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When it comes to your restaurant menus, what is the dish you never tire of? I do not have a favorite on the menu, I like it all. Our customers give us compliments on the raw oysters as well as our variety of baked oysters. Our crab cakes, scallops, grouper, red snapper and crab legs get a lot of compliments as well.

What should first-timer Oyster Bay diners try? Oysters, of course, and probably the Captain’s Platter, as you get to sample our top selling items.

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How do you ensure the freshness of the seafood that you serve at your restaurant? We have shipments arriving daily of seafood.

What surprises you most about Columbus patrons?  I am surprised by how often they dine out and that they have chosen Oyster Bay as one of their favorite restaurants. The biggest surprise is how many of the customers say that they prefer a locally owned restaurant over a corporate chain restaurant.

What inspires you to keep going every day with your restaurant business? Pleasing the customers and hearing the positive feedback we get from them.

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Mike Howard

Howard grew up in Phenix City, Alabama before moving to New York in the early 1970s. Today, he lives part time in Hurtsboro, Alabama and New York city, but his work still reflects his Southern roots that include hunting and fishing, food art and popular culture.

“Mike Howard is an original, a unique combination of art intelligence and a good natured guy. He is great with people. He is attracted to popular subjects that regular people can understand and appreciate, which is of course, his connection to the legacy of Pop Art. Whether painting cows or hamburgers, motorcycles or fishermen, he is always combining a skillful hand and a conceptual rigor.” —Stuart Horodner, Curator

In 1963, Mike Howard left Alabama to join the United States Marine Corps. After serving, he attended the University of Georgia, where he was accepted into the Whitney Program in New York City. He also received a B.S. in Art Education from Columbus State University and taught for three months at Columbus High School for his teaching certification. In 1974, he received an MFA from Rutgers University (where he later taught for eight years). Howard is a nationally acclaimed artist from Girard (Phenix City), Alabama. He and his wife, production designer Mary Howard, own two houses in Hurtsboro, Alabama and frequently visit for time away from busy city life and relaxation closer to their Southern roots.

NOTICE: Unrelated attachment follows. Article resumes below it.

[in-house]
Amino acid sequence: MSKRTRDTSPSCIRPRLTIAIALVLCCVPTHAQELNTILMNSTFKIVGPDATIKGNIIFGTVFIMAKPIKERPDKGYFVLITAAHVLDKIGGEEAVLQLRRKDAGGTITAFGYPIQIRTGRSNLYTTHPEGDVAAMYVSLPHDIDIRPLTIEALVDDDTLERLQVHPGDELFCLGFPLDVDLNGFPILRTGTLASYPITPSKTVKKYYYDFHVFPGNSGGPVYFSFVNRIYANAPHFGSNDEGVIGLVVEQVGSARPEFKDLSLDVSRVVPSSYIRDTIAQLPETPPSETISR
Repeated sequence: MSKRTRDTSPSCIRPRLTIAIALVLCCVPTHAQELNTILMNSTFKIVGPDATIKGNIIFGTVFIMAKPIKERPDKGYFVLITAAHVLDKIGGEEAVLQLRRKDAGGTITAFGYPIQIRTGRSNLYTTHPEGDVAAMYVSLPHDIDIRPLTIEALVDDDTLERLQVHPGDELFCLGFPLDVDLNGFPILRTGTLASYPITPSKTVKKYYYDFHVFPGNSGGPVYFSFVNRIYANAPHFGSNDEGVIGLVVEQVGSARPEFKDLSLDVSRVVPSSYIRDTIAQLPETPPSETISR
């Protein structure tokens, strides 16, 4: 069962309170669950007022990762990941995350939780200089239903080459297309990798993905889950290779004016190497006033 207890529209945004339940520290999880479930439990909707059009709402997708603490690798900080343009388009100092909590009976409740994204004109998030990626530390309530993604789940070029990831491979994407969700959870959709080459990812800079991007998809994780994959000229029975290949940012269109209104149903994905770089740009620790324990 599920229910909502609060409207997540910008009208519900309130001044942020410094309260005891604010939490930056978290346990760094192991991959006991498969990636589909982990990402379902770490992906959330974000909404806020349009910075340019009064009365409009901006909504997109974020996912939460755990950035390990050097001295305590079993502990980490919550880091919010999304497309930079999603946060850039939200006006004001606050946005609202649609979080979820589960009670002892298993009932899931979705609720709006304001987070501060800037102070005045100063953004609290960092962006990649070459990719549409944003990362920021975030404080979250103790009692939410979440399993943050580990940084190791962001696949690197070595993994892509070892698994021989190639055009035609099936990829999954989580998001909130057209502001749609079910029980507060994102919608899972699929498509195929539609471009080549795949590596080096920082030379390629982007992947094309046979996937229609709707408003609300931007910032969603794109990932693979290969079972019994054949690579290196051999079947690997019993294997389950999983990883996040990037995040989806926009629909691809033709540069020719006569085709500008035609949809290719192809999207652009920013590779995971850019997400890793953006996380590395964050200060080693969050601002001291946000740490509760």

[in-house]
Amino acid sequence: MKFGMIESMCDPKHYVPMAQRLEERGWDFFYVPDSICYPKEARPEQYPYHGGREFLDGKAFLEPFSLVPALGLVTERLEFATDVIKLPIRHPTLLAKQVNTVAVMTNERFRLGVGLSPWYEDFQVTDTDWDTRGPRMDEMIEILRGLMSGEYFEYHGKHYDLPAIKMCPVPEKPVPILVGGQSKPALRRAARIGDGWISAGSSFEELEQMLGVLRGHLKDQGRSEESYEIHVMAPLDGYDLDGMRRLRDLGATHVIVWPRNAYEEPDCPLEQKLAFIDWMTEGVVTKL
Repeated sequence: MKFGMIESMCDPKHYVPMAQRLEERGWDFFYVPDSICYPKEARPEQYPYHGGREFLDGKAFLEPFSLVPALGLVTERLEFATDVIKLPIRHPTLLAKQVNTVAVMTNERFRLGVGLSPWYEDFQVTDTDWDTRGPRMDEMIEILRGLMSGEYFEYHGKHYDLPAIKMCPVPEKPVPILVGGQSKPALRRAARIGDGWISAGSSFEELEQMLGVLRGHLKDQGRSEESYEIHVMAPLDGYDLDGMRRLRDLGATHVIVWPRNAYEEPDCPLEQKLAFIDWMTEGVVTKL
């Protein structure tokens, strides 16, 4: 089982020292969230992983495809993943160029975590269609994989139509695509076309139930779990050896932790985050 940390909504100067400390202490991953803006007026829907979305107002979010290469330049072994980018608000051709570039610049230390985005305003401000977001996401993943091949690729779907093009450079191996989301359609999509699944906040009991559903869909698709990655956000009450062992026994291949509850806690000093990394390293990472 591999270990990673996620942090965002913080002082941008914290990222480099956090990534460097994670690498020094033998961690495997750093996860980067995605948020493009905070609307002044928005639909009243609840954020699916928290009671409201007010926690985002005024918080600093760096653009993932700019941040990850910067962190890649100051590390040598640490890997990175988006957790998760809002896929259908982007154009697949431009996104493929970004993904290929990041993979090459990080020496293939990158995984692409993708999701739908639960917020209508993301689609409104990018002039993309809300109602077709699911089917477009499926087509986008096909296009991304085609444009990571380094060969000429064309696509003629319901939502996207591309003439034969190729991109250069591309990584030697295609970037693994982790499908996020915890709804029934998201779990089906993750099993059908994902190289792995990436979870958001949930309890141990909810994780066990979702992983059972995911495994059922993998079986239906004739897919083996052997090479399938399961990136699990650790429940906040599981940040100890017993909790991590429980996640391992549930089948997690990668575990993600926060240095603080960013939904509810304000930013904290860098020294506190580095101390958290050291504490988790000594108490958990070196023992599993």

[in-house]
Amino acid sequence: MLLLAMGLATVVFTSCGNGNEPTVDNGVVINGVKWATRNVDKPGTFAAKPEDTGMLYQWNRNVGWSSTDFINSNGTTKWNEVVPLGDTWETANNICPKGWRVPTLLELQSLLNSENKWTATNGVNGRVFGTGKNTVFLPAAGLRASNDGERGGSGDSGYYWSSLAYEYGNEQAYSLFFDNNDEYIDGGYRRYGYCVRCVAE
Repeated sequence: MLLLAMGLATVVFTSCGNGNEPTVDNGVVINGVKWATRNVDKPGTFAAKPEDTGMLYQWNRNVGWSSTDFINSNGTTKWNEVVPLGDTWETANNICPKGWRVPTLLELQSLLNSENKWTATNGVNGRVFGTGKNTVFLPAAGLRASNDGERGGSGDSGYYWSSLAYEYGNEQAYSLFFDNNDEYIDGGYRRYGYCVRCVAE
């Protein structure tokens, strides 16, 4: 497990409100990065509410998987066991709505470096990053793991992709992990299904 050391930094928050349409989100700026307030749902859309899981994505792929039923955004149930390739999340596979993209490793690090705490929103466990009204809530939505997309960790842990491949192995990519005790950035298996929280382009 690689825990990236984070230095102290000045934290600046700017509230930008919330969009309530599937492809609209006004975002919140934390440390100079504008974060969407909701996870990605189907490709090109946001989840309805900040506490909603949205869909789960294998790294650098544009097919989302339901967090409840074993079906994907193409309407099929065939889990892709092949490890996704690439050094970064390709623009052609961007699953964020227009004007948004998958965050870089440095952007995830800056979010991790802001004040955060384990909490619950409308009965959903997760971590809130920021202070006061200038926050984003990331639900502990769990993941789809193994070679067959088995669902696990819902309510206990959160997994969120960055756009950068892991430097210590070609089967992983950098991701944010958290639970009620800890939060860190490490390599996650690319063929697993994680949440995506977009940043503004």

Howard occasionally participated in the Fluxus movement, “an informational international group of avant-garde artists working in a wide range of media and active from the early 1960s to the late 1970s…Fluxus works often require the participation of a spectator in order to be completed.”

Howard also has five paintings in the prestigious Rubell Family Collection in Miami, Florida, various paintings in collections across the United States and Switzerland, including the Lajolla Museum of Contemporary Art in Lajolla, California; Artforum Magazine in New York, New York; the Don Judd Foundation in Marfa, Texas; Synovus in Columbus, Georgia; and Mead Corp. in Phenix City, Alabama.

In 1970 Howard performed his first Fluxus event while working for Don Judd while attending The Whitney Museum Independent Program, (“Approved”), which entailed the artist performing a series of weight lifting poses for the crowd while donning bikini shorts. In 1975, dealer Michael Walls gave Howard his first gallery show in New York.

Howard went on to show with Gracie Mansion Gallery and staged a project entitled “Win A Trip to Paris Sweepstakes.” The show concluded with the artist and dealer spinning a carnival wheel to determine the sweepstakes winner. Howard, Mansion and Sur Rodney dispensed assorted gifts including a motor scooter, color television ,dinner for two, and airline tickets to Paris. Gracie Mansion sold 100 paintings in one week.